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What units?



 
 
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  #51  
Old July 24th 15, 11:35 AM posted to uk.tech.digital-tv
Charles Hope
external usenet poster
 
Posts: 49
Default What units?

In article ,
Davey wrote:
On Fri, 24 Jul 2015 12:07:17 +0100
"Geoff Pearson" wrote:


When I started driving in 1966 my father would give me 1 "to fill
her up". That paid for 4 gallons.


That matches my memory of 10s for two gallons, with change.


but not in the '70s, as was originally suggested

-


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  #52  
Old July 24th 15, 11:40 AM posted to uk.tech.digital-tv
Peter Duncanson
external usenet poster
 
Posts: 4,272
Default What units?

On Fri, 24 Jul 2015 12:10:22 +0100, "Geoff Pearson"
wrote:

"NY" wrote in message
news:[email protected] co.uk...

wrote in message
.. .
On Tue, 21 Jul 2015 09:27 +0100 (BST),
(Paul Cummins) wrote:

In article ,

(Indy Jess John) wrote:

I don't know if he would accept a 5p coin as a
shilling, though at the time they were the same size and metal as
the old shilling coins still in circulation, so he probably did.

I certainly accepted shillings and florins as 5p and 10p coins growing up,
until about 1990.

Still regret them being changed.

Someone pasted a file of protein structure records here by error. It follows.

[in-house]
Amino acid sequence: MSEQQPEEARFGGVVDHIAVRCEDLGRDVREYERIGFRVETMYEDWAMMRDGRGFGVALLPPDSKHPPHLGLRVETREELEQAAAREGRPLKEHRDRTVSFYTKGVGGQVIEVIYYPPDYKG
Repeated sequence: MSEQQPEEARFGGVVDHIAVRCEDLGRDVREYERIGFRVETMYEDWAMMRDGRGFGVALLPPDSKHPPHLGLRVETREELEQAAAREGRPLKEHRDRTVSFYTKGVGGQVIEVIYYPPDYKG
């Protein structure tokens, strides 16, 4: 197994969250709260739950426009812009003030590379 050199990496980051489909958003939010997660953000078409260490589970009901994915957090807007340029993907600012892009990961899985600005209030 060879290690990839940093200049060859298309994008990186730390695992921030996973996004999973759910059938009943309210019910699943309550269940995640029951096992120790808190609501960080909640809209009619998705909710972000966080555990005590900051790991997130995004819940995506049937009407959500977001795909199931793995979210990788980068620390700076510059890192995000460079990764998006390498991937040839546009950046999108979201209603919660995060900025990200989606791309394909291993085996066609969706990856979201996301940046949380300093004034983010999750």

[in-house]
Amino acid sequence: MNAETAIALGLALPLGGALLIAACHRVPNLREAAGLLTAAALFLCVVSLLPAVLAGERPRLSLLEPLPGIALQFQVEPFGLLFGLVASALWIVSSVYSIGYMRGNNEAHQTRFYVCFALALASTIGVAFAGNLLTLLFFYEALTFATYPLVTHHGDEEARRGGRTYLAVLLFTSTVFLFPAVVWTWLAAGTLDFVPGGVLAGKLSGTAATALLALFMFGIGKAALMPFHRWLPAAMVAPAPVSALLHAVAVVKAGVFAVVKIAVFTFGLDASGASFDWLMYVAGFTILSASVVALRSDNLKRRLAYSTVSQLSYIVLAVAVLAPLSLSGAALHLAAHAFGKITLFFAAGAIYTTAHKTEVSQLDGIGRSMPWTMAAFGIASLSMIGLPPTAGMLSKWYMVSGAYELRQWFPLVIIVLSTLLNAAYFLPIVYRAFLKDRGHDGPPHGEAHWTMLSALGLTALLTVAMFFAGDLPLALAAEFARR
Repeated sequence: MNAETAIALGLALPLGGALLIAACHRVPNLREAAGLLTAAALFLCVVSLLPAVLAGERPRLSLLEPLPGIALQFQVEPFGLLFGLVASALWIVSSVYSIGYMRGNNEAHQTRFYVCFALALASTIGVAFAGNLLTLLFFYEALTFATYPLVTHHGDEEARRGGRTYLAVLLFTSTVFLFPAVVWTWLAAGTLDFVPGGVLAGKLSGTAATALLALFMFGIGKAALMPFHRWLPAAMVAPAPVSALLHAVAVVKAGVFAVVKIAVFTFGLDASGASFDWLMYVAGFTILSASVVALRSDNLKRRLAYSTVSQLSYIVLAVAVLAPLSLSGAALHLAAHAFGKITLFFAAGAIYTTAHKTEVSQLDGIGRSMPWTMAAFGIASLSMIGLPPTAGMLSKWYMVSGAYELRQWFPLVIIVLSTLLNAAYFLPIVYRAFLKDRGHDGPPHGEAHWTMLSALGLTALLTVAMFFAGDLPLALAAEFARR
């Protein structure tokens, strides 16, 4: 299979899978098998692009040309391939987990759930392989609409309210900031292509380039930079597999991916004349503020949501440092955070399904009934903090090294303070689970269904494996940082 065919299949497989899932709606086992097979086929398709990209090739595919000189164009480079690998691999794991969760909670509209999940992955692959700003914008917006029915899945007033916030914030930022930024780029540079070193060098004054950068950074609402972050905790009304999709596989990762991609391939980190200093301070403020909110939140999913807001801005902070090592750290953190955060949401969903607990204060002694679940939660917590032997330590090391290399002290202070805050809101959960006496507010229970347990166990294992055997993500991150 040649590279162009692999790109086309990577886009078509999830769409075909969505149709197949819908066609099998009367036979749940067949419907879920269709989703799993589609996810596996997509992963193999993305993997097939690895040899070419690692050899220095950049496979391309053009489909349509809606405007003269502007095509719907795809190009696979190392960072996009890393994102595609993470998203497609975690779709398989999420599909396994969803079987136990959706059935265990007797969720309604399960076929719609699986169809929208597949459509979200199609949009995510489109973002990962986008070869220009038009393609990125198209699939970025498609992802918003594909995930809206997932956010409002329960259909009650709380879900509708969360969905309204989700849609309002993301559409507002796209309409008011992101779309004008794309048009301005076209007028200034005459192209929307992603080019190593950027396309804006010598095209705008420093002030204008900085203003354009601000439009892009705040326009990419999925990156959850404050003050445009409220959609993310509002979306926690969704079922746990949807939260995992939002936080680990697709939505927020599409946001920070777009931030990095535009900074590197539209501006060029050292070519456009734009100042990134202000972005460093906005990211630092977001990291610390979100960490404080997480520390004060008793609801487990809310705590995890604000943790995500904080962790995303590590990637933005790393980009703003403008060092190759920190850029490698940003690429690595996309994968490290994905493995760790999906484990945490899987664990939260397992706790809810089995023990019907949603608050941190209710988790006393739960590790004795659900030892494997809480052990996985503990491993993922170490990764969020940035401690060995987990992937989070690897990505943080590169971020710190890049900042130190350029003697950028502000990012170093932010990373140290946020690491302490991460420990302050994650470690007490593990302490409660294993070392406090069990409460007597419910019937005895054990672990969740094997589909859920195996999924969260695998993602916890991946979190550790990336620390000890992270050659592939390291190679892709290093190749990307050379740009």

The Florin was a really a decimal coin leftover from the previous
abortive attempt to introduce decimal currency in Victorian times.
There wasn't really a need for a two shilling coin when the half crown
at two shillings and sixpence was already in use but a coin that was
one tenth of a pound at two shillings was introduced as an experiment,
the coin that was to be one hundredth of a pound never got beyond the
discussion stage.


So the half-crown actually predates the florin (2 shilling) coin? I never
knew that. I always thought that the 2/6 (half-crown) was the odd one out
because it was not a whole number of shillings, even if it was 1/4 of a
pound.

Can I make a plea in this thread: spare a pity for the poor sods like me who
aren't too familiar with the name of the coins and refer to them as
sixpence, shilling, two-shilling, 2/6, rather than tanner, bob, florin, etc.